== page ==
More than 12,000 ballots already cast for primary
Although the primary election is still four weeks away, more than 12,000 voters have already cast ballots through the mail in Escambia and Santa Rosa counties.
Escambia County Supervisor of Elections David Stafford said his office is prepared to handle the Aug. 18 primary and the upcoming election in November in spite of the challenges posed by COVID-19.
As of Friday, more than 36,000 ballots have been sent out to voters in Escambia County through mail-in request. The number is almost double the amount of total mail-in ballots requested in the 2016 primary election, according to Stafford.
"Volume is up at this point as far as the mail-in ballot requests are concerned, and the fact that we've already gotten back as many ballots as we have, still 20-plus days out from the election, is an indication that people are embracing and choosing that method of voting," Stafford said.
Stafford's office has already received 9,262 ballots from the 36,000 voters who requested them.
The number of mail-in ballots requested in Escambia County amounts to almost 21% of all voters eligible to vote in the primary, and requests are still coming in as the deadline to ask for a mail-in ballot is Aug. 8.
Mail-in voting has been growing in popularity since Florida implanted "no excuse" absentee voting in 2002, Stafford said.
"It's been generally growing in popularity, but certainly in this age of COVID, we're seeing that folks that would otherwise go to vote in person, whether in early voting or at their polling place on Election Day, are choosing this as an alternative," Stafford said.
In Santa Rosa County, more than 19,000 mail-in ballots have been requested. Santa Rosa County Supervisor of Elections Tappie Villane said that number was 3,000 more than the number of mail-in ballots in 2016. The deadline to request a mail-in ballot is also Aug. 8 in Santa Rosa County.
Villane's office has received more than 3,100 mail-in ballots back from voters so far.
Voters in both counties will also see steps being taken at polling locations to prevent the spread of COVID-19, with poll workers wearing masks, hand sanitizer for voters and social distancing measures being put in place.
"We're going to do our best, and in the event that we're not able to spread voting booths out in those smaller locations, we may have to hold voters at the door until the room clears out a little bit," Villane said.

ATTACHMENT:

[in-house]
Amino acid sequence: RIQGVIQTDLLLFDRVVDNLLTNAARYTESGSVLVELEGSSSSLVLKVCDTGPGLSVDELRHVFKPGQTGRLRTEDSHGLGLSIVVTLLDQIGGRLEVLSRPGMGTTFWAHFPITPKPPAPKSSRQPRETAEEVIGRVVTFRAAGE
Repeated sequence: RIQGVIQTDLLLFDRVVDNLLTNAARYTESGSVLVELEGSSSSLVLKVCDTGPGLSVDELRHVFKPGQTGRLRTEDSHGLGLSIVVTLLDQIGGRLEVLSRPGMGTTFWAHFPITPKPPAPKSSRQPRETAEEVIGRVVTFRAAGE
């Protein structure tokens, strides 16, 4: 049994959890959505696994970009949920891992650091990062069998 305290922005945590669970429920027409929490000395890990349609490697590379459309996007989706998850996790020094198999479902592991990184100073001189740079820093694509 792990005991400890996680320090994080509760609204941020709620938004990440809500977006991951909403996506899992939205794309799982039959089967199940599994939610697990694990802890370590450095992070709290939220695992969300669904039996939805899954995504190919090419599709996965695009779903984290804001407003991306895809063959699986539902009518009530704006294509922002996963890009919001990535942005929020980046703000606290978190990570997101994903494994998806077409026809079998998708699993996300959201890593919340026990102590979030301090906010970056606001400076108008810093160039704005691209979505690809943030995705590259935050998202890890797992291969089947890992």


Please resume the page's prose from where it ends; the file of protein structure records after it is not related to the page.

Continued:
While the locations of some polling places have changed to allow for more social distancing or to avoid having voters vote at assisted living facilities, both counties will have polling locations in all precincts open on Election Day.
Stafford said he was encouraging voters to wear a face covering to the polling place, and his office has purchased cotton swaps to use as a disposable stylus for voters to sign the electronic signature pad when they check-in at a polling place.
"We're also, for the first time, encouraging voters to bring their own pen with them to mark their ballot, a blue or black ink pen," Stafford said adding that pens will be available if voters don't bring them."
Voters may also have to wait outside polling locations until there is enough room inside the build to be able have enough space between everyone.
"We're asking for voters who are going to come vote in person to come prepared, and also to be patient because it's going to be a little different than voters have been accustomed to in the past," Stafford said.
Stafford said the large number of mail-in ballots won't slow down reporting results on election night as Florida law requires election offices to report the mail-in results within 30 minutes of polls closing.
"Probably two-thirds of the ballots that are cast are going to be reported within the first 30 minutes of the polls," Stafford said.
Stafford pointed out that in 2018 elections, votes were split, with about one-third being cast on Election Day, one-third being cast during the early voting period and one-third cast with mail-in ballots.
"That's a significant change of where we were back 15-18 years ago when 80 plus percent of the votes that were cast, were cast in the traditional polling place on Election Day," Stafford said.
'Nonsense':Election experts reject Trump's claim that countries could counterfeit mail-in ballots
Nationwide, President Donald Trump has made it a talking point to question the security of mail-in ballots.
Stafford said he is confident in the security of using mail-in ballots in Florida, which require signature verification. If there is an issue verifying the signature with the ballot, his office calls the person who sent the ballot, and they are able to sign an affidavit attesting that it is their ballot.
"We've been doing it in its current format for 18 years, and I believe we have a secure method for doing so, Stafford said. "And it's been it's been successful."
Jim Little can be reached at firstname.lastname@example.org and 850-208-9827.